It can only be a matter of time until I ride in the taxicab version of Toyota’s Prius v.
Can you envision a more perfect cab? Sure, there’s no wheelchair access and no obvious way to retrofit a v to be wheelchair-friendly. On the other hand, the v is safe; a Top Safety Pick of the Insurance Institute for Highway Safety.
And well built, too. Bear in mind the v only landed in showrooms late last year, so the data is thin. But the v was runner-up among compact SUVs (sport-utility vehicles) in the latest J.D. Power and Associates Initial Quality Study (IQS) – second to Kia’s Soul, in fact.
Cabbies care about running costs, which brings me to fuel economy. Toyota Canada says the Prius v delivers fuel economy of 4.3 litres/100 km in the city, 4.8 litres/100 on the highway and 4.6 litres/100 km combined. Natural Resources Canada adds that you’ll spend $966 on gas a year if you drive a Prius, which is about half what you’ll spend filling up a V-6 Toyota RAV4 in an average year – $966 versus $1,932.
I mention the RAV because it’s not much bigger inside than the v: 2,752 litres of passenger volume for the v compared to 3,064 litres for the RAV. So, when it comes to the v, you get twice the space with half the fuel used. Cabbies like that.
They like low maintenance costs, too. According to Intellichoice, v owner in the U.S. can expect to spend – wait for it – exactly nothing on repairs and a whopping $18 on maintenance during the first two years of ownership. Let me repeat that: $18 on repairs and maintenance for the first two years. Peanuts. Cabbies tell me they save mountains of cash on brake jobs because the regenerative braking of the Prius dramatically reduces pad wear, for instance.
And the v – for “versatility,” according to Toyota – has more cargo space than 80 per cent of small SUVs. That makes sense. The v is the Prius station wagon cabbies have been waiting for and will be happy to own. Perhaps families, too, who – like back-seat cab riders – will applaud all the rear legroom. If you’re loading hockey bags or groceries, you’ll cheer the big, wide rear hatch opening and all the cargo space. Cabbies loading luggage at the airport will, too.
Toyota has nailed a few other things when it comes to creature comforts, also. The sliding second row seats, which also have a 45-degree recline, are nifty enough. We’re talking flexible seating. The rears also split 60/40 and fold almost flat, too. And you can flat-fold that front passenger seat. Need to load a ladder? Here’s your cab.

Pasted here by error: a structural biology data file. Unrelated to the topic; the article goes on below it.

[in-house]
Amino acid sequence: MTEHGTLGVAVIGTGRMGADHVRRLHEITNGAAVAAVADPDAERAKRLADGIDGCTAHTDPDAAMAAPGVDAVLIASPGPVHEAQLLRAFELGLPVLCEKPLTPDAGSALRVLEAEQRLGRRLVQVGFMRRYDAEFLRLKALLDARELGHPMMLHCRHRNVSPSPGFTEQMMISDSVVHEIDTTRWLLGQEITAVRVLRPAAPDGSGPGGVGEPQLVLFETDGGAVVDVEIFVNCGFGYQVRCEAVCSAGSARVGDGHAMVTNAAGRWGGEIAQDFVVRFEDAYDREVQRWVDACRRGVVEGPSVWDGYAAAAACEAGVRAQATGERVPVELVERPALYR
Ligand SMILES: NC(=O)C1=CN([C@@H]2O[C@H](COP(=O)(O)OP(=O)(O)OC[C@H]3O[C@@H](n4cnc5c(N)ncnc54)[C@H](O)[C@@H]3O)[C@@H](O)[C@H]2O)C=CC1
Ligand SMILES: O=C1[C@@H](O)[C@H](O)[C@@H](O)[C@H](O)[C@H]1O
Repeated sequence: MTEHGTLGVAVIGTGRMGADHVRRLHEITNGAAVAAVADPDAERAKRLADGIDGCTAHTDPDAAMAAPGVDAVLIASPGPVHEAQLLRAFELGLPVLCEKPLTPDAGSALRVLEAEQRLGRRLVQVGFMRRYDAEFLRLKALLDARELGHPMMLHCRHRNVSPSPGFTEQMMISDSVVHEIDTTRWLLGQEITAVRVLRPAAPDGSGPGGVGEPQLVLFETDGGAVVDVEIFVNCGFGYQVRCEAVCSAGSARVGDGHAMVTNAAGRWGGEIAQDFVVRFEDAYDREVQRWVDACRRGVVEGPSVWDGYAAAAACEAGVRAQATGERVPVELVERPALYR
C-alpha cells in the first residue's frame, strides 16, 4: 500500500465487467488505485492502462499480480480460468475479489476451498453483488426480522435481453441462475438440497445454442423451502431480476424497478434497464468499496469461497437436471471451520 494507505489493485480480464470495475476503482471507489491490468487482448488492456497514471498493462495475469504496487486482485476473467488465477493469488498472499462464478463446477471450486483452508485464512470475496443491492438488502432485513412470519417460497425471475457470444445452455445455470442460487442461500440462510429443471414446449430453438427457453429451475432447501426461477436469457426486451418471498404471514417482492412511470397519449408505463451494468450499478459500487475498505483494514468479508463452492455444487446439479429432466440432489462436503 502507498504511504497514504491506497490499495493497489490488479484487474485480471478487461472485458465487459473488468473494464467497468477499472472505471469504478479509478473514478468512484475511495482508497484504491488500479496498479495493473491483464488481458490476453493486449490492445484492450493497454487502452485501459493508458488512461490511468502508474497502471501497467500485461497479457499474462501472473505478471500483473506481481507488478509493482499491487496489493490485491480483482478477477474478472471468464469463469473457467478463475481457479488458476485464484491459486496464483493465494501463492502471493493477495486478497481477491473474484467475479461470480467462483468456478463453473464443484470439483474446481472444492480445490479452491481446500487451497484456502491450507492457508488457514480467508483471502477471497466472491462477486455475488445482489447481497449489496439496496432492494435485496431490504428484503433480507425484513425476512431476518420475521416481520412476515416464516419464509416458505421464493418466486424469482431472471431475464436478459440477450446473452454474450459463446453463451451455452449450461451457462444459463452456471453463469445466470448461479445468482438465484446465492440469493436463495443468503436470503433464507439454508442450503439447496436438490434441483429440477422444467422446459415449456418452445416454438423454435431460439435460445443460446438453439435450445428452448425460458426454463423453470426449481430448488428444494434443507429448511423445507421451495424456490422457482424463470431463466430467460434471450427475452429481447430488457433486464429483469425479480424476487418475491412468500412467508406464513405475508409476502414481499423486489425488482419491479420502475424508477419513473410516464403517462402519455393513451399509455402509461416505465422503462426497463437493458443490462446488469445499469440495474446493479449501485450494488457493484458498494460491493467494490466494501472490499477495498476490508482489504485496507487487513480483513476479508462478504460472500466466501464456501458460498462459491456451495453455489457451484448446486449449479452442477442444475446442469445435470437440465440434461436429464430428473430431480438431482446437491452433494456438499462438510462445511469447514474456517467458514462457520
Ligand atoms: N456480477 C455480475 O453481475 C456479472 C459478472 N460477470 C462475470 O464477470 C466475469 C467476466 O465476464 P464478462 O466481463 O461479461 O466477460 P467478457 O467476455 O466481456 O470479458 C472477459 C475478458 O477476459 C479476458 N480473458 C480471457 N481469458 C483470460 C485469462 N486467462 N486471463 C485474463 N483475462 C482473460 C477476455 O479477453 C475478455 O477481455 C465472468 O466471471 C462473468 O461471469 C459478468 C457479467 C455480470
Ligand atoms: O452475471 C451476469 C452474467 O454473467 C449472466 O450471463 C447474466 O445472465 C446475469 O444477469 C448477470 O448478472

For a technologically advanced gasoline-electric hybrid, the v’s cabin is mainstream, other than the push button start, drive-by-wire shift toggle and driving mode buttons. What’s smart is how easy each is to identify and operate. The controls are clear and intuitive, and they don’t look bad, either, ringed in silver trim. Even the automatic climate control is managed through a single dial.
To store your everyday stuff, there is a nifty centre console big enough to hold 23 CD cases, says Toyota. That’s correct. I tried and stuffed in all 23. Toyota also nailed the need for places to tuck away all the odds and ends we pack into our cars: dual glove boxes, a centre console utility tray and five cup holders in large and medium sizes, to name three.
There’s more. Bottle holders in the front and rear door pockets; overhead storage space for sunglasses; cargo area storage in the sides and under the cargo platform; and Vancouverites will like the umbrella space under the second row seats. Clever, so clever, as is the stain-resistant SofTex seat covering. Cabbies taking home Friday revellers unable to hold their liquor – wink, wink – will like that and they’ll like how easy it is to clean SofTex.
For a starting price of $27,200, the v comes well loaded: Bluetooth, a USB port, an in-dash display screen with iPod integration, SiriusXM Satellite Radio, a decent sound system and an available panoramic glass moonroof.
So lots of creature comforts, smart packaging and cabin room all around. Those good things come at a price and that price is an engaging design. I’d never accuse the v of being pretty, but at least it’s aerodynamic, with a 0.29 coefficient of drag that puts the v in Chevrolet Volt territory.
I’m not going to tell you the v is an engaging, entertaining drive. It’s not. There is, in fact, nothing interesting about wheeling about in a Prius, other than the fuel economy. You knew that, right? Of course, you did.
But cabbies don’t drive for fun; they drive for work. And if you need a working wagon that saves you money, you could do much worse than a Prius v.
2012 Toyota Prius v
Type: mid-size hybrid wagon
Base price: $27,200
Gas engine: 1.8-litre four-cylinder
Output (horsepower and torque): 98/106 lb-ft
Electric drive: 80-horsepower/153 lb-ft electric motor with nickel metal hydride battery pack
Combined output: 134 hp
Drive: front-wheel drive.
Fuel economy (litres/100 km): 4.3 city/4.8 highway using regular fuel.
Alternatives: Ford C-Max Energi.